Four good ones at VIFF take us to The Vatican, India, the Arctic and Hong Kong:
My Film Festival picks for today give us an acting duel between a current and a future Pope, superb journalism trailing nationalist agitators in India, Inuit people trying to understand Canada and all of us trying to understand a Hong Kong story told in animation.
The titles are:
One Day in the Life of Noah Piugattuk
No. 7 Cherry Lane
THE TWO POPES: Hard to expect, but this high-toned acting summit between Anthony Hopkins and Jonathan Pryce is highly entertaining as well as serious in content. They talk theology and personal ambition and regrets and hopes with more funny comments than you’d imagine. It’s a crowd-pleaser. Hopkins is Pope Benedict, a German, a loner, an academic who won the job in a conclave that placed Pryce, as Cardinal Jorge Mario Bergoglio of Argentina, second.
Now, eight years later, the Cardinal is back in Rome to ask the Pope to let him retire. The pontiff doesn’t want to deal with that right now and instead the two men have chats and dinner conversations about their lives and their ideas. That tune Jorge whistles is an ABBA song, not a hymn. The Pope isn’t into pop culture or even football. Jorge wants the Church to change because people are leaving it. The Pope agrees but is too conservative to lead anything major. Jorge tells of his biggest regret, which we see in flashbacks, his conduct after the coup in Argentina, when he thought co-operating with the military government would protect the priests. The Pope, who I thought might have some similar stories from home, instead reveals he wants to step down. That comes out of the blue with no foreshadowing. A small flaw in a film that’s intelligent and manages to balance a reverent tone with a good dose of humor. Both the director and screenwriter have Academy Award nominations in their resume: Fernando Meirelles for the Brazilian film City of God and Anthony McCarten for three films.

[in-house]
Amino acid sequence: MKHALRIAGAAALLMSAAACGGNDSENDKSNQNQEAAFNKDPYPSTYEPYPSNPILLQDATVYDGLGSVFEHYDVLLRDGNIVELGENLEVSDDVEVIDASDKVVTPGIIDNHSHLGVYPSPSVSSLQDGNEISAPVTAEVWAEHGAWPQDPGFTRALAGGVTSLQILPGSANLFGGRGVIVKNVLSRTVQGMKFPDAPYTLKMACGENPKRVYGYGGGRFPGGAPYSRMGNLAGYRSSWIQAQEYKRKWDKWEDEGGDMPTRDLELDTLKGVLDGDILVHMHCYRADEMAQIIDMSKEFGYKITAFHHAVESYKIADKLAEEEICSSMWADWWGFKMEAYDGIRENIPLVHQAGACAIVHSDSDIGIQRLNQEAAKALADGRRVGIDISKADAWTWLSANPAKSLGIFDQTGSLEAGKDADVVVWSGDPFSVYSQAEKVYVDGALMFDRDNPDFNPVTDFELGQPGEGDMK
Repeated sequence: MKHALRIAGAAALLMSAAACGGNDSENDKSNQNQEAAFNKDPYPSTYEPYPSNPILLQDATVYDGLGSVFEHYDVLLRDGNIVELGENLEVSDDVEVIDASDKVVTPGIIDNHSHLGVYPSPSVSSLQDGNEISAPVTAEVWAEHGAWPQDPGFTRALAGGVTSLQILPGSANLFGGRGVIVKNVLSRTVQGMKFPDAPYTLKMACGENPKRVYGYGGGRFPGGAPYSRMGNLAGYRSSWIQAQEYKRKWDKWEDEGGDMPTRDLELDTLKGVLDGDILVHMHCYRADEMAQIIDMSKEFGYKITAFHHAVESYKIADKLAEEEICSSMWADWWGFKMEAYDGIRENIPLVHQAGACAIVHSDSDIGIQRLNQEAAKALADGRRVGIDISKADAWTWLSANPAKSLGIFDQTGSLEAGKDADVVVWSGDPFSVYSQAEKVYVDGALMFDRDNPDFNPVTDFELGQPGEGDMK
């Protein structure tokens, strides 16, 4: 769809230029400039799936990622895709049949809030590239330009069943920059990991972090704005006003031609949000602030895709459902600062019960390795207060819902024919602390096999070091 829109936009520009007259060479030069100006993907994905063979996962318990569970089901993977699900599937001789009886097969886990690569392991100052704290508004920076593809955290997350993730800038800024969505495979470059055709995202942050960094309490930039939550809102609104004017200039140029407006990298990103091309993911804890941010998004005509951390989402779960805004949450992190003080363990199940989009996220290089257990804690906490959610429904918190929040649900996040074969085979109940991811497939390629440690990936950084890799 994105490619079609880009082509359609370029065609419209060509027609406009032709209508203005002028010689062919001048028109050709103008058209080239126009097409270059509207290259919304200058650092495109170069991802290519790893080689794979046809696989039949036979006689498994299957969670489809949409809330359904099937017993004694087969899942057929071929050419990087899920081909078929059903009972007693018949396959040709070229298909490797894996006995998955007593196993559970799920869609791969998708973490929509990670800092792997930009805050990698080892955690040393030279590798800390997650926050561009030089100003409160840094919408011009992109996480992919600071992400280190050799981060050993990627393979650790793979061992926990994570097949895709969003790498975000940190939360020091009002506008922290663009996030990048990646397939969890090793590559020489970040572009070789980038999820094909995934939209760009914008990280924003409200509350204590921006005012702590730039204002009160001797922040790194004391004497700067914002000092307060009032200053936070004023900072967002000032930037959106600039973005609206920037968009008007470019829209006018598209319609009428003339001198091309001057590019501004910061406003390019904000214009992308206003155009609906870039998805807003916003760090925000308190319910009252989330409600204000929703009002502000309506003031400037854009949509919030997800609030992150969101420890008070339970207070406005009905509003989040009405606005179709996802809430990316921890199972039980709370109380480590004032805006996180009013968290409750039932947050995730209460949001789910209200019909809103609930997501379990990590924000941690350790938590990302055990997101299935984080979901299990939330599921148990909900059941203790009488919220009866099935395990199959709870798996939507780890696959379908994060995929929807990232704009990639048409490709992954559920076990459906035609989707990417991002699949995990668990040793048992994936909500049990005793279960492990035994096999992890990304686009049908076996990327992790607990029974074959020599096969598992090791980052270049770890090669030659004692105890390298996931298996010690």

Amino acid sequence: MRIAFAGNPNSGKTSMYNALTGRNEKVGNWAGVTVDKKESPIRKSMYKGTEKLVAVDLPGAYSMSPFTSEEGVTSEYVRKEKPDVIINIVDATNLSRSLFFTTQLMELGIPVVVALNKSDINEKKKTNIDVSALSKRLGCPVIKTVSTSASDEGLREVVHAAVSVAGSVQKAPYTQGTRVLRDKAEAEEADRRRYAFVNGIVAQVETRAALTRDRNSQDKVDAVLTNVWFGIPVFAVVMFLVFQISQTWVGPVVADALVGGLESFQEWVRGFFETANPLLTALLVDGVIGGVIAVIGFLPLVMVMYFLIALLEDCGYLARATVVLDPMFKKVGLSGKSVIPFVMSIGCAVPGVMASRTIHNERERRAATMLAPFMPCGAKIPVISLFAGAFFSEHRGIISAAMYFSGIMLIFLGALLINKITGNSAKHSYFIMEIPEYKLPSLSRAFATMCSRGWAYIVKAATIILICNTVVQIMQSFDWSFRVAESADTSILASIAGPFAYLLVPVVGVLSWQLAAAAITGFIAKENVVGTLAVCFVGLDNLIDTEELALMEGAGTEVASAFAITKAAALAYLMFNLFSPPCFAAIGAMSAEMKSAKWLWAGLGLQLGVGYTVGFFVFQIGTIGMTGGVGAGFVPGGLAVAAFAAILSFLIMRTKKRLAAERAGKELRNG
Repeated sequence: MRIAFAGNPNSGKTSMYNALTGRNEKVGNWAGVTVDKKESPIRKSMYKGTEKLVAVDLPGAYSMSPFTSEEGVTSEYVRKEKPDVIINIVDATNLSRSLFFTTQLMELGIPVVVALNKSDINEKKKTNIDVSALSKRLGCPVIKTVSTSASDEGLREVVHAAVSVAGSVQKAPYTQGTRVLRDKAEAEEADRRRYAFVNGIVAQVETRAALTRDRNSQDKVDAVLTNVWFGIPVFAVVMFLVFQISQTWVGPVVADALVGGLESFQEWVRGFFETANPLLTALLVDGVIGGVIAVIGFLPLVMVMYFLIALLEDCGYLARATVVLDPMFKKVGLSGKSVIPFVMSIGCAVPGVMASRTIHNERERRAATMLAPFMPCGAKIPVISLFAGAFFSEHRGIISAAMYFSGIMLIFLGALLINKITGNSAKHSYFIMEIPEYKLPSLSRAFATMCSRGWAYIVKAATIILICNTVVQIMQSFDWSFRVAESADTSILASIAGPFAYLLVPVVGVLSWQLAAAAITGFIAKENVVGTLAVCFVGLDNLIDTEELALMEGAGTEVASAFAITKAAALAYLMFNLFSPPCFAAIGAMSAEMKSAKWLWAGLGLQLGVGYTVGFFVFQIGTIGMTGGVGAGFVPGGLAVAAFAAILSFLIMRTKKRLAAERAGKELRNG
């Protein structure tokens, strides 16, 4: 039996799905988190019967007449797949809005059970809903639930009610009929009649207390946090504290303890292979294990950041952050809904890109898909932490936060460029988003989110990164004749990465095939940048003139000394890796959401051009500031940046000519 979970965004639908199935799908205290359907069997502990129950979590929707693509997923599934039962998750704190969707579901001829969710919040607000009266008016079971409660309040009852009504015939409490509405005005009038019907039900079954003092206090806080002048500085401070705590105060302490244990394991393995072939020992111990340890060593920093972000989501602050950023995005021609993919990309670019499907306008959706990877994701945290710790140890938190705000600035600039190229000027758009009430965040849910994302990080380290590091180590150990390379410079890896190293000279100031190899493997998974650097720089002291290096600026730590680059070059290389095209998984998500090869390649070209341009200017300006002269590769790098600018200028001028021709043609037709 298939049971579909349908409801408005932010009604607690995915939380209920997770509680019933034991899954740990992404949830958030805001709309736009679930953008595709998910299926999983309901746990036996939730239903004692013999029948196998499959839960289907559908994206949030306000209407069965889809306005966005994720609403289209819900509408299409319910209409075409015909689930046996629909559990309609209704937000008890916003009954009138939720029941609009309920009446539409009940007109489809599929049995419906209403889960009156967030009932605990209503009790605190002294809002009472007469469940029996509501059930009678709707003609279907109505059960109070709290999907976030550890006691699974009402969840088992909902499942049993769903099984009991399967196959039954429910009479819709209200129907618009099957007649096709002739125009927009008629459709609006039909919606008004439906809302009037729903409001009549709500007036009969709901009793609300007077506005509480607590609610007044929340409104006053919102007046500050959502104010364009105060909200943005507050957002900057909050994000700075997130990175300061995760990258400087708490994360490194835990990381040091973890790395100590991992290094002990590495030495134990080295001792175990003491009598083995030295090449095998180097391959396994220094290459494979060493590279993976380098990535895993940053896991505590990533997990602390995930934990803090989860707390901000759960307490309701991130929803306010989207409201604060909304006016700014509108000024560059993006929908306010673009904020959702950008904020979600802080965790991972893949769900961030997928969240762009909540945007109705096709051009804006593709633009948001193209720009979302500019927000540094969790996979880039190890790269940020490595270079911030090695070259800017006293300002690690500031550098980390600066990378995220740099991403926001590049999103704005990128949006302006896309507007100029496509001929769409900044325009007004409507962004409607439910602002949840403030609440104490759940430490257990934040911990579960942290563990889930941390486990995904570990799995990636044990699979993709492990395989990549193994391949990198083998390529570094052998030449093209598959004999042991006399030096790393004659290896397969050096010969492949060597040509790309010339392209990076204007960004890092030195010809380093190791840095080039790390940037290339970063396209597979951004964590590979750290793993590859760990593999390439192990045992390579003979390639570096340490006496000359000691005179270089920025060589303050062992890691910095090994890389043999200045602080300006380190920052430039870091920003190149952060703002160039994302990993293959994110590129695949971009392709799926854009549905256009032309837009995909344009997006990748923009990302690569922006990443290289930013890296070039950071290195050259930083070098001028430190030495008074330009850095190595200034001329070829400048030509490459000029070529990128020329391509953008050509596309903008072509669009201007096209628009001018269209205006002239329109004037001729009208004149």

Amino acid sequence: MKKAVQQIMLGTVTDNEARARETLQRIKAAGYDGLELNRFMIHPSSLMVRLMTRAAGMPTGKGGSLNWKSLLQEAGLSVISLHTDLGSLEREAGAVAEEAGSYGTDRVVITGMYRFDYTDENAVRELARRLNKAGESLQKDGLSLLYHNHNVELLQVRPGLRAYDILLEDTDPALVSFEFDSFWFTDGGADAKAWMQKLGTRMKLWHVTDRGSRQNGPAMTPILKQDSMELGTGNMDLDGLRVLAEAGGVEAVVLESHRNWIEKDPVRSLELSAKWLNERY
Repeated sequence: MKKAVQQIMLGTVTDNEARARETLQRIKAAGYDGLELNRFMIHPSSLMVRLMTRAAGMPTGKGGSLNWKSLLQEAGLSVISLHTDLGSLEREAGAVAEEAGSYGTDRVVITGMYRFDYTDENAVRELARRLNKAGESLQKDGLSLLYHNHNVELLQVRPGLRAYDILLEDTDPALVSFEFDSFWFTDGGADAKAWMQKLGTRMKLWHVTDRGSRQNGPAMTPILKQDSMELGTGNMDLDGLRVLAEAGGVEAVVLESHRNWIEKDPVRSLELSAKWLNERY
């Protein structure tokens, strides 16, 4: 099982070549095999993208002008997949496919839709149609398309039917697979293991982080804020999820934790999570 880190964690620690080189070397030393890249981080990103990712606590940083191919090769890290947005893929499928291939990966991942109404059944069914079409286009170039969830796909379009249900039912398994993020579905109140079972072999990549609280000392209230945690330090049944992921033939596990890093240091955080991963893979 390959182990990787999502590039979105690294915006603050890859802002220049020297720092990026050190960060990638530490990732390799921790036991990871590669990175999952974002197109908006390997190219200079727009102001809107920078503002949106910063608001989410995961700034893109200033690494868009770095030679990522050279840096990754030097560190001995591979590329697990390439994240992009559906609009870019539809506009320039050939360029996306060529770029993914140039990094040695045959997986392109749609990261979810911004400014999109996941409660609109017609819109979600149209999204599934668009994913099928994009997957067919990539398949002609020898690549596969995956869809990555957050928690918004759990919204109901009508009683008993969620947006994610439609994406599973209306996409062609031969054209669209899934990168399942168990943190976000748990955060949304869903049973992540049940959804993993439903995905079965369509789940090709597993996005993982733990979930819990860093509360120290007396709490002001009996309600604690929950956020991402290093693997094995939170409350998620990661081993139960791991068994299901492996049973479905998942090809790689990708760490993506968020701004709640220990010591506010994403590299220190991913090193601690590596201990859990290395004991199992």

REASON: This is probably the most incendiary documentary at VIFF this year. It is certainly the most information packed and, at 3½ hours, likely the longest. It’s worth sticking through because this is top notch journalism. It helps explain several events in India these days including the sabre rattling over Kashmir and the theft just last week of some of Gandhi’s ashes from a shrine and the despoiling of his photograph. Hindu nationalists are suspected, the very types this film is about. Be prepared to get an avalanche of information about them. There’s obviously a demand; today’s screening is sold out (watch for standby tickets or see it tomorrow morning).